VALORIE EVERSOLE - Daily Union Reporter
SHELBYVILLE, IL. —
Shelbyville residents will see their water rates increase this spring as a result of the adoption of an ordinance passed Monday night by the City Council.
The increase rate passed was recommended by the engineering firm of Bainbridge, Gee, Milanski & Associates of Decature and tailored to meet the expenses for water tower maintenance contract also passed Monday evening.
“This is the only way to generate money for maintenance on the infrastructure of the towers,” Commissioner Bill Shoaff said.
The city has five steel tanks which have rust damage and four of the five still have lead-based paint, which needs to be removed. The maintenance contract will provide routine and incidental service to the city’s tanks over a 15-year period.
The ordinance raised the usage rates for city residents to $5.53 per 1,000 gallons for the first 2,000 gallons - an increase of $1.68 over the current rate. The rate per 1,000 gallons drops through a series of five tiers after the first 2,000 gallons.
For area residents rates will increase to $14.30 for first 2,000 gallons and $6.30 per 1,000 gallons after.
Shoaff noted that for a 5,000 gallon city user would pay $25.94 under the new rate - an increase of $7.89. Area residents would pay $33.20 for 5,000 gallons - an increase of $6.25
“It is cheaper to do it this way and spread the cost over a period of year,” Shoaff said.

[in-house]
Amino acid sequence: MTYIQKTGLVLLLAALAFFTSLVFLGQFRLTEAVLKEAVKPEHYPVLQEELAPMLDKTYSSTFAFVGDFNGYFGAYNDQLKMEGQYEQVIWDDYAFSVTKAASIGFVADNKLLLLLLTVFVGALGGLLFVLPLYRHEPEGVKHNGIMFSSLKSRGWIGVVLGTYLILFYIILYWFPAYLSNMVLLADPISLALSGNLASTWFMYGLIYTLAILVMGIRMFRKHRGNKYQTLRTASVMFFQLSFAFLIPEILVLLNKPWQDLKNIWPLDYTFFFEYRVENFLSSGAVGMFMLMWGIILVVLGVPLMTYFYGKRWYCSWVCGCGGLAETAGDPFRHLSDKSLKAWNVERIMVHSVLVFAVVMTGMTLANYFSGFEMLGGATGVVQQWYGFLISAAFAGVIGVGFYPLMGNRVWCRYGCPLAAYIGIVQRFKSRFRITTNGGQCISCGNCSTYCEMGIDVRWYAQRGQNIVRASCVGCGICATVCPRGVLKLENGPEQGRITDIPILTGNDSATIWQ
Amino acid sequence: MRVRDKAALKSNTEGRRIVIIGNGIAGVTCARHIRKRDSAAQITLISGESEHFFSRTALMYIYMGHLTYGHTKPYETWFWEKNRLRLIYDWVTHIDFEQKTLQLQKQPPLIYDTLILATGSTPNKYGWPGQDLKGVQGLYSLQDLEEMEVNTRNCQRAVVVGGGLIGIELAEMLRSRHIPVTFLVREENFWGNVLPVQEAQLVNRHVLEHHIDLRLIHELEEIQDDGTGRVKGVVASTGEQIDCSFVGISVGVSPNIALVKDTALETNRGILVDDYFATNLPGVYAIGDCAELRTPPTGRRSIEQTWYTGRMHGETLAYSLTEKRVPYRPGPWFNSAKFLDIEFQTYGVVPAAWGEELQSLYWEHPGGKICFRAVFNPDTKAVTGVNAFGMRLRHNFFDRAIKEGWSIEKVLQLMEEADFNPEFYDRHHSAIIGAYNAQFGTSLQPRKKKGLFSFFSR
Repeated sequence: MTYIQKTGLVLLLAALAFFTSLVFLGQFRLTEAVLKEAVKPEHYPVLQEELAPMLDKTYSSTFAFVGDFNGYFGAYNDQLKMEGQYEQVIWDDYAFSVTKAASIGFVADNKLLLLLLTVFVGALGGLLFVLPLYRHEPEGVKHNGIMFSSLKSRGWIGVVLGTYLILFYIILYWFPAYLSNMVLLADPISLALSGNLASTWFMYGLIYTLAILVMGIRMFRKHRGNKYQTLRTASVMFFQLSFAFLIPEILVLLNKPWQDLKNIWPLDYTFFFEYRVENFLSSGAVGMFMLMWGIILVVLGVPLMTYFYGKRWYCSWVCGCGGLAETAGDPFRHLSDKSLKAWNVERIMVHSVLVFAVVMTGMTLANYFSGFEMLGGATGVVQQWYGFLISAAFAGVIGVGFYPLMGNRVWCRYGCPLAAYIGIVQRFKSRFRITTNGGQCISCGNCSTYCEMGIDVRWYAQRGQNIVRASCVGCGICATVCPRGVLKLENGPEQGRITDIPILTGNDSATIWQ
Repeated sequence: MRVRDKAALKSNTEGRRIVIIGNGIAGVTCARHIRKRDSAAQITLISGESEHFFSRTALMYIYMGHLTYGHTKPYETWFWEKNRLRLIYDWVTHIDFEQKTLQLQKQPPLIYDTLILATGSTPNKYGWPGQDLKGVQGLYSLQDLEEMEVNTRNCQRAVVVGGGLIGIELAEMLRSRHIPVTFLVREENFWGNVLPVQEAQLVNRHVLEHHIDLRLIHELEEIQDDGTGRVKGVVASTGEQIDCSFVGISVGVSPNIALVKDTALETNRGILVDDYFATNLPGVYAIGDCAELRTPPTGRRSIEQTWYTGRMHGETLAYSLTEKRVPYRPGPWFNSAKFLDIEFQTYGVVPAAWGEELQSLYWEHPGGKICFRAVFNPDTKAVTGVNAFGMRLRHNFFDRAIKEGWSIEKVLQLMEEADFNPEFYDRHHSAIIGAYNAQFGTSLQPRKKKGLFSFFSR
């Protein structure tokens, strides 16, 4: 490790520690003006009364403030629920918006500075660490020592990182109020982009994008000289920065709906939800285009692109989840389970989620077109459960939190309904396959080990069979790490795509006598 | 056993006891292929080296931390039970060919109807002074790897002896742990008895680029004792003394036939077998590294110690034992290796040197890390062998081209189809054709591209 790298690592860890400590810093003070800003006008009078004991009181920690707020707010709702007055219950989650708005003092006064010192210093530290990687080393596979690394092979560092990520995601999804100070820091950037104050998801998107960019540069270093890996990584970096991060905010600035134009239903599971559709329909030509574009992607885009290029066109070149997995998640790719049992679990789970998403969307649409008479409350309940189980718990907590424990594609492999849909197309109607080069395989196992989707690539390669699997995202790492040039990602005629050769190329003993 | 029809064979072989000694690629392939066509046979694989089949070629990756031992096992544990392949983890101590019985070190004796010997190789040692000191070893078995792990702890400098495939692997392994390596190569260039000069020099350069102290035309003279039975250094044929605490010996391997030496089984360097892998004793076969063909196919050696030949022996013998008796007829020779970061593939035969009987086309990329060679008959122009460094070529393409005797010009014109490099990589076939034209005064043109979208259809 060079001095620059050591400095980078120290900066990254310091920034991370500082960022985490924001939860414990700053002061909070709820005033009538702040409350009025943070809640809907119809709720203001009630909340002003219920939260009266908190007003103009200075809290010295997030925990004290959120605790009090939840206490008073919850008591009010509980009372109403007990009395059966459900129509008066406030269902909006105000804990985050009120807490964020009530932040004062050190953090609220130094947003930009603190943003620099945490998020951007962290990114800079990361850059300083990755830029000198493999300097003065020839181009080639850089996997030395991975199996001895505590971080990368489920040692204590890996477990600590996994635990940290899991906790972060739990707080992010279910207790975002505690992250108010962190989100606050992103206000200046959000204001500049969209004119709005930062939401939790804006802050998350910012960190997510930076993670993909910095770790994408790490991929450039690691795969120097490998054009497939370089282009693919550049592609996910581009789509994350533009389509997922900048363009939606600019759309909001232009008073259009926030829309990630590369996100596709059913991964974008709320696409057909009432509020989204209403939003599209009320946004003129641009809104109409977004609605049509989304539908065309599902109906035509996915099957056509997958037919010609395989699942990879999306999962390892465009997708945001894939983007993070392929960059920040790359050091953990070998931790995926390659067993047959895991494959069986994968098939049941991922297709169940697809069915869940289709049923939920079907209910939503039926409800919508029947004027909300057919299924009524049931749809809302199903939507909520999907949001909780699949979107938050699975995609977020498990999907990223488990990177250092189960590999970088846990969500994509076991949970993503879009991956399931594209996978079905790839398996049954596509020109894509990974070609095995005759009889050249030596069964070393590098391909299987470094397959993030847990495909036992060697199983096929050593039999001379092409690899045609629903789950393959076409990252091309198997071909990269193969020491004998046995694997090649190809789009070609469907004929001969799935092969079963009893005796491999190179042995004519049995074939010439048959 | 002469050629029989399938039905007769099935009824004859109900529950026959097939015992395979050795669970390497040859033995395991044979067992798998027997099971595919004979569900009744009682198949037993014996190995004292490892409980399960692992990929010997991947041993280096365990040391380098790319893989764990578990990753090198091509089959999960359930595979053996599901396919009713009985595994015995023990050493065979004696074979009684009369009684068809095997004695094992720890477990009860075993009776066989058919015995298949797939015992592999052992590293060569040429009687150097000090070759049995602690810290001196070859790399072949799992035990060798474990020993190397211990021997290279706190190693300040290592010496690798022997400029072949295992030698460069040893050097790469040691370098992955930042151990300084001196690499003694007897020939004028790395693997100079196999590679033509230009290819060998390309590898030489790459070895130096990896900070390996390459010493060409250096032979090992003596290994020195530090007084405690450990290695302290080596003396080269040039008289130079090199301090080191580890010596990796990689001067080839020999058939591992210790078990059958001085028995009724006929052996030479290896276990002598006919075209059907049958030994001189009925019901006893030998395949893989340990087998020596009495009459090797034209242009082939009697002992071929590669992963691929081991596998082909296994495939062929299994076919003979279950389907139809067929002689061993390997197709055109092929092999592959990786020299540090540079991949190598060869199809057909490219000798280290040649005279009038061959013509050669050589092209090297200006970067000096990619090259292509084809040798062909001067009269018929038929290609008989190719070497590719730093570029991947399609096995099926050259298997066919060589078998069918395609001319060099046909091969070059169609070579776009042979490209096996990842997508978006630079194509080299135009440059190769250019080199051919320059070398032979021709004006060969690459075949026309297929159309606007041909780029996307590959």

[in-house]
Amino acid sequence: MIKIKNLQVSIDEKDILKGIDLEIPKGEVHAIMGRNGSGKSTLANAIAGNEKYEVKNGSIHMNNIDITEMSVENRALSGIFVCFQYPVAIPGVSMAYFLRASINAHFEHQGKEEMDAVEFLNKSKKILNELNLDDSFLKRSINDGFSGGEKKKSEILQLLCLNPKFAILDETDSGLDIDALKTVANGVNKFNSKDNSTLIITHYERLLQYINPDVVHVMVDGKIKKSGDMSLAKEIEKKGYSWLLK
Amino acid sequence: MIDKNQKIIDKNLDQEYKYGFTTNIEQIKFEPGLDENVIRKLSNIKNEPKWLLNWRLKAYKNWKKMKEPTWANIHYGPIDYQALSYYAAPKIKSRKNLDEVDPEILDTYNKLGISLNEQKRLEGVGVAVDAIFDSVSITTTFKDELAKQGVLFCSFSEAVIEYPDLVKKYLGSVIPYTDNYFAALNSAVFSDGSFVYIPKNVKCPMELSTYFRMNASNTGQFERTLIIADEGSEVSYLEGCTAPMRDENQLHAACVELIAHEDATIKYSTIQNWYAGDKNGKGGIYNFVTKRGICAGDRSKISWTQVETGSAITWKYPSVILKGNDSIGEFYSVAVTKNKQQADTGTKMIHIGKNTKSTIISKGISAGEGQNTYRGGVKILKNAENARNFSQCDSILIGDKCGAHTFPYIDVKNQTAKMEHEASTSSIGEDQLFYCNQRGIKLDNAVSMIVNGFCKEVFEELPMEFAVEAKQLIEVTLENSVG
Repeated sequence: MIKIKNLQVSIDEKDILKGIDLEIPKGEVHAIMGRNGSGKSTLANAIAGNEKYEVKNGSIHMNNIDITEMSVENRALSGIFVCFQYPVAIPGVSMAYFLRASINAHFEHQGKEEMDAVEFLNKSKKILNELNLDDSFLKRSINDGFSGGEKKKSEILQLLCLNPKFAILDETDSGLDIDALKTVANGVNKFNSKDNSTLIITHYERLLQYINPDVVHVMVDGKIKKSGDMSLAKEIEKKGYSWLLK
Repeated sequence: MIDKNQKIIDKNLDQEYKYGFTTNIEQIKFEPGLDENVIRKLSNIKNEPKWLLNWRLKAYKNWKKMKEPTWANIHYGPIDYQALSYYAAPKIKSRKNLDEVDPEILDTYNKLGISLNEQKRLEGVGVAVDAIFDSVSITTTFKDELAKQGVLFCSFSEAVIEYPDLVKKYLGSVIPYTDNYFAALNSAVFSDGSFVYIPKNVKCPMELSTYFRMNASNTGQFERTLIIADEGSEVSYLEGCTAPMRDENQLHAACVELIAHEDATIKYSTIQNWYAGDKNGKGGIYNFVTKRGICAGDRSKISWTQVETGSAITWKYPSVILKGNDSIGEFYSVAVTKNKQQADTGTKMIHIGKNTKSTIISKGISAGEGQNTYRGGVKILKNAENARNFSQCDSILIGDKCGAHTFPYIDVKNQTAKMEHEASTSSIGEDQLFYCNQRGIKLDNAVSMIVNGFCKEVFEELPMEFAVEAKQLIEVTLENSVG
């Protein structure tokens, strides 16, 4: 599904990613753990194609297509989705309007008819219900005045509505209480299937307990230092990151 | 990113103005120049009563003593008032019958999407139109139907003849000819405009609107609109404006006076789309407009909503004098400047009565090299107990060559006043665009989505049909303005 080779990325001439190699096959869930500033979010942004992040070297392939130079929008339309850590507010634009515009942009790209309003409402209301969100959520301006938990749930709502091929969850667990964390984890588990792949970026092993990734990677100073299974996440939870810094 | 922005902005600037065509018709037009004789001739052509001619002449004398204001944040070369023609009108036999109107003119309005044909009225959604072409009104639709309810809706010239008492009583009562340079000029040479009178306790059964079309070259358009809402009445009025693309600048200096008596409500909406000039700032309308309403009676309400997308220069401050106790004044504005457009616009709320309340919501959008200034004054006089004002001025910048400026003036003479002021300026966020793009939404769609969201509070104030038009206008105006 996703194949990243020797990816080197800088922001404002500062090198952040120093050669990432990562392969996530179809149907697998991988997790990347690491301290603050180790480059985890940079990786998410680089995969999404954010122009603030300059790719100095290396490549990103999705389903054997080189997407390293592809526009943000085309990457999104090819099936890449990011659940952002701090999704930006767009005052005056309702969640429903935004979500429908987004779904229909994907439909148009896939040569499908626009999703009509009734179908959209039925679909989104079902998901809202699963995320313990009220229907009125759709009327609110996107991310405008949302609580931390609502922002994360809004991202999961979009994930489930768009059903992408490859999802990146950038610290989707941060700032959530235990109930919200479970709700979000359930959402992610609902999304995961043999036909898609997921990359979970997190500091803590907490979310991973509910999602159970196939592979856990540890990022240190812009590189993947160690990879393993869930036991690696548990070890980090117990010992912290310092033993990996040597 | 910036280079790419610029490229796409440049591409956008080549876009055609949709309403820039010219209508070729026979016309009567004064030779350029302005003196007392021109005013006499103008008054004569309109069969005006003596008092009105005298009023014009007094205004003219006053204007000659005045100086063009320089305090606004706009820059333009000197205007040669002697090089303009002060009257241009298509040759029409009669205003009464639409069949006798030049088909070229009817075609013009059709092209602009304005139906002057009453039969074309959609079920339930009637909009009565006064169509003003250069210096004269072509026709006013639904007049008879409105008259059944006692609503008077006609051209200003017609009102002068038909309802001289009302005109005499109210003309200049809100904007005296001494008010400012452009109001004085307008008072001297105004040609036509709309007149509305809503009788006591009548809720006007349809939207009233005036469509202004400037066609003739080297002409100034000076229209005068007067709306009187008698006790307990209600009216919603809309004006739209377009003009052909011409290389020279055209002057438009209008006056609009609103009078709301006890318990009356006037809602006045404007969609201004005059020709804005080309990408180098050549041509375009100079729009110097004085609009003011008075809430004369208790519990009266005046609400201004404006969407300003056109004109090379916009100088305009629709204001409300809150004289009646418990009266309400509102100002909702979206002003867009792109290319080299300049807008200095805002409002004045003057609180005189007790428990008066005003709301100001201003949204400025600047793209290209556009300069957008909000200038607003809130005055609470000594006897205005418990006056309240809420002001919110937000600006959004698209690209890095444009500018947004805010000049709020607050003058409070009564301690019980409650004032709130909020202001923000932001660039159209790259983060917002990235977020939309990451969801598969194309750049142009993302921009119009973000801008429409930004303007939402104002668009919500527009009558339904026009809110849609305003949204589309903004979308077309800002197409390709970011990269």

“This helps our budget. To do this (maintenance contract), we’ve got to raise our rates,” he said.
Steve Bainbridge added that the rates are based on water usage over a couple of years.
Commissioner Jeff Johnson, who later voted no on the ordinance, asked if there was any money allocated to maintenance at the present time.
“Only for lines and insurance and bonds,” Shoaff answered.
“Rates should have been raised over a period of years,” Shoaff added. “We do have low water rates. We’ve just got to do it.”
“We just don’t have the money to offset it (tank maintenance). The only way is to pay as we go. A new tower costs between $3 and $4 million,” Shoaff continued. “The maintenance agreement is a fixed amount that we can pay monthly, quarterly, or yearly as we want.”
The rates would be effective March 1 for city residents and August 1 for area users.
The council also unanimously approved the fixed rate 15-year maintenance contract with Utility Service Company, Inc. for the water towers at a cost of $212,294 per year.
In other business Shoaff reported that the new roof on the water treatment plant has been installed.
“There were some soft spots in the old roof,” he noted.
Commissioner Brent Fogleman reported that the Fraternal Order of Police has asked for a date to begin negotiations. Their present contract ends April 30.